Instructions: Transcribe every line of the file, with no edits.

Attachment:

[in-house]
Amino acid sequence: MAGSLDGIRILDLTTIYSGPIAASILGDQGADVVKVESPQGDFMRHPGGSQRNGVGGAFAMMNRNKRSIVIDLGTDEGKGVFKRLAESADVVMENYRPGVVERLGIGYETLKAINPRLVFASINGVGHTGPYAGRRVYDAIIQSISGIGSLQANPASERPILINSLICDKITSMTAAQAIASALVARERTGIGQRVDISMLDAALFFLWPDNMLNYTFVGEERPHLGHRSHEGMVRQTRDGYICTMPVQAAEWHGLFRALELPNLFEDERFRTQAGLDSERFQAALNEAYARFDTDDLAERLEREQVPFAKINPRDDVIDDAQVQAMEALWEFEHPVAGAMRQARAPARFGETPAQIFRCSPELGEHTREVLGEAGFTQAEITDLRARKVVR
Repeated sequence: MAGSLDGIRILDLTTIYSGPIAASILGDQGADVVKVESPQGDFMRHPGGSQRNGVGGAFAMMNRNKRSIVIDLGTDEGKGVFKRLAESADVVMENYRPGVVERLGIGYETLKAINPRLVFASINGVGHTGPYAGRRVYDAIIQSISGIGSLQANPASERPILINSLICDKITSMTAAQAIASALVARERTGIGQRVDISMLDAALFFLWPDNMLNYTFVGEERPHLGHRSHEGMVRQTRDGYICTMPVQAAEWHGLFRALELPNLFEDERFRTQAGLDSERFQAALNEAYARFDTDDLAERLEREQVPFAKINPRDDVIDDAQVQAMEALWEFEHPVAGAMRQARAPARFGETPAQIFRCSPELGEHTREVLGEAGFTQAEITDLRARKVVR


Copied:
[in-house]
Amino acid sequence: MAGSLDGIRILDLTTIYSGPIAASILGDQGADVVKVESPQGDFMRHPGGSQRNGVGGAFAMMNRNKRSIVIDLGTDEGKGVFKRLAESADVVMENYRPGVVERLGIGYETLKAINPRLVFASINGVGHTGPYAGRRVYDAIIQSISGIGSLQANPASERPILINSLICDKITSMTAAQAIASALVARERTGIGQRVDISMLDAALFFLWPDNMLNYTFVGEERPHLGHRSHEGMVRQTRDGYICTMPVQAAEWHGLFRALELPNLFEDERFRTQAGLDSERFQAALNEAYARFDTDDLAERLEREQVPFAKINPRDDVIDDAQVQAMEALWEFEHPVAGAMRQARAPARFGETPAQIFRCSPELGEHTREVLGEAGFTQAEITDLRARKVVR
Repeated sequence: MAGSLDGIRILDLTTIYSGPIAASILGDQGADVVKVESPQGDFMRHPGGSQRNGVGGAFAMMNRNKRSIVIDLGTDEGKGVFKRLAESADVVMENYRPGVVERLGIGYETLKAINPRLVFASINGVGHTGPYAGRRVYDAIIQSISGIGSLQANPASERPILINSLICDKITSMTAAQAIASALVARERTGIGQRVDISMLDAALFFLWPDNMLNYTFVGEERPHLGHRSHEGMVRQTRDGYICTMPVQAAEWHGLFRALELPNLFEDERFRTQAGLDSERFQAALNEAYARFDTDDLAERLEREQVPFAKINPRDDVIDDAQVQAMEALWEFEHPVAGAMRQARAPARFGETPAQIFRCSPELGEHTREVLGEAGFTQAEITDLRARKVVR